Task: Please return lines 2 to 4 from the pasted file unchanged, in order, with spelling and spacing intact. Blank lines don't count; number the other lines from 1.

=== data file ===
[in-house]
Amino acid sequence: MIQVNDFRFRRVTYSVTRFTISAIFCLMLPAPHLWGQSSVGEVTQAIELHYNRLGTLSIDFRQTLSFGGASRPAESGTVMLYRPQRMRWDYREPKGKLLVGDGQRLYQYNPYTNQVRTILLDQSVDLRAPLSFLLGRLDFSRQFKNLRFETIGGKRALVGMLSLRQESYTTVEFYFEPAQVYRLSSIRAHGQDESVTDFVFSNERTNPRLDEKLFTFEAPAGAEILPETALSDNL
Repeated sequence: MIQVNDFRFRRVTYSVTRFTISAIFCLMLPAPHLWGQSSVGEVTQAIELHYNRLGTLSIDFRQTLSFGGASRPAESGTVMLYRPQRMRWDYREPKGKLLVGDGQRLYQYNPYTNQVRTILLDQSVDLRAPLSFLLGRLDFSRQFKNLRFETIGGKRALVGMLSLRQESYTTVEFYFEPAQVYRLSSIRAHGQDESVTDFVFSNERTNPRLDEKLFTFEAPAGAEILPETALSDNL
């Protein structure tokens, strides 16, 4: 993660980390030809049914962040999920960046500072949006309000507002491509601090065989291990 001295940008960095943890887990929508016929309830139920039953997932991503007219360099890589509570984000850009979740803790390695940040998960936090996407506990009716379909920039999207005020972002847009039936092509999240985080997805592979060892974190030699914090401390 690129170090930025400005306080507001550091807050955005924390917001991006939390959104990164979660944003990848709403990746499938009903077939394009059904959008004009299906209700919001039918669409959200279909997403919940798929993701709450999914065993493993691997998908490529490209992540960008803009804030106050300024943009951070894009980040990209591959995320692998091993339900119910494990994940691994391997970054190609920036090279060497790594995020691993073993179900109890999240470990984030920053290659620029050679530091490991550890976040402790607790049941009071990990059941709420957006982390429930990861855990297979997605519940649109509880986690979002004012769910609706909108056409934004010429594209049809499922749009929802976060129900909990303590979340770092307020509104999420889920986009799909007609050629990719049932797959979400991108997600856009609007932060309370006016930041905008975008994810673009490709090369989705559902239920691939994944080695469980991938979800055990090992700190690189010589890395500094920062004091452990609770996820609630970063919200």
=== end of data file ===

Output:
Amino acid sequence: MIQVNDFRFRRVTYSVTRFTISAIFCLMLPAPHLWGQSSVGEVTQAIELHYNRLGTLSIDFRQTLSFGGASRPAESGTVMLYRPQRMRWDYREPKGKLLVGDGQRLYQYNPYTNQVRTILLDQSVDLRAPLSFLLGRLDFSRQFKNLRFETIGGKRALVGMLSLRQESYTTVEFYFEPAQVYRLSSIRAHGQDESVTDFVFSNERTNPRLDEKLFTFEAPAGAEILPETALSDNL
Repeated sequence: MIQVNDFRFRRVTYSVTRFTISAIFCLMLPAPHLWGQSSVGEVTQAIELHYNRLGTLSIDFRQTLSFGGASRPAESGTVMLYRPQRMRWDYREPKGKLLVGDGQRLYQYNPYTNQVRTILLDQSVDLRAPLSFLLGRLDFSRQFKNLRFETIGGKRALVGMLSLRQESYTTVEFYFEPAQVYRLSSIRAHGQDESVTDFVFSNERTNPRLDEKLFTFEAPAGAEILPETALSDNL
């Protein structure tokens, strides 16, 4: 993660980390030809049914962040999920960046500072949006309000507002491509601090065989291990 001295940008960095943890887990929508016929309830139920039953997932991503007219360099890589509570984000850009979740803790390695940040998960936090996407506990009716379909920039999207005020972002847009039936092509999240985080997805592979060892974190030699914090401390 690129170090930025400005306080507001550091807050955005924390917001991006939390959104990164979660944003990848709403990746499938009903077939394009059904959008004009299906209700919001039918669409959200279909997403919940798929993701709450999914065993493993691997998908490529490209992540960008803009804030106050300024943009951070894009980040990209591959995320692998091993339900119910494990994940691994391997970054190609920036090279060497790594995020691993073993179900109890999240470990984030920053290659620029050679530091490991550890976040402790607790049941009071990990059941709420957006982390429930990861855990297979997605519940649109509880986690979002004012769910609706909108056409934004010429594209049809499922749009929802976060129900909990303590979340770092307020509104999420889920986009799909007609050629990719049932797959979400991108997600856009609007932060309370006016930041905008975008994810673009490709090369989705559902239920691939994944080695469980991938979800055990090992700190690189010589890395500094920062004091452990609770996820609630970063919200």